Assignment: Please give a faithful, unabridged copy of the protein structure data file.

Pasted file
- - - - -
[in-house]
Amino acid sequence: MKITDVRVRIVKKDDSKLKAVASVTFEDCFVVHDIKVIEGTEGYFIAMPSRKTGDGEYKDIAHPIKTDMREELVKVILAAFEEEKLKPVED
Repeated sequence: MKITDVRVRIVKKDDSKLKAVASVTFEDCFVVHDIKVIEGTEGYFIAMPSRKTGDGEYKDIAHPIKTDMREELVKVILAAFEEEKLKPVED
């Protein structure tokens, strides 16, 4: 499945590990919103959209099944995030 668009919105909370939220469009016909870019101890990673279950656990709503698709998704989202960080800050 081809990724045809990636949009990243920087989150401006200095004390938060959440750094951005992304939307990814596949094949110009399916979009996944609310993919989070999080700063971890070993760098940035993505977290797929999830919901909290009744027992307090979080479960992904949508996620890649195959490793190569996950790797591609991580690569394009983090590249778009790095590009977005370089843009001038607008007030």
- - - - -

[in-house]
Amino acid sequence: MKITDVRVRIVKKDDSKLKAVASVTFEDCFVVHDIKVIEGTEGYFIAMPSRKTGDGEYKDIAHPIKTDMREELVKVILAAFEEEKLKPVED
Repeated sequence: MKITDVRVRIVKKDDSKLKAVASVTFEDCFVVHDIKVIEGTEGYFIAMPSRKTGDGEYKDIAHPIKTDMREELVKVILAAFEEEKLKPVED
């Protein structure tokens, strides 16, 4: 499945590990919103959209099944995030 668009919105909370939220469009016909870019101890990673279950656990709503698709998704989202960080800050 081809990724045809990636949009990243920087989150401006200095004390938060959440750094951005992304939307990814596949094949110009399916979009996944609310993919989070999080700063971890070993760098940035993505977290797929999830919901909290009744027992307090979080479960992904949508996620890649195959490793190569996950790797591609991580690569394009983090590249778009790095590009977005370089843009001038607008007030």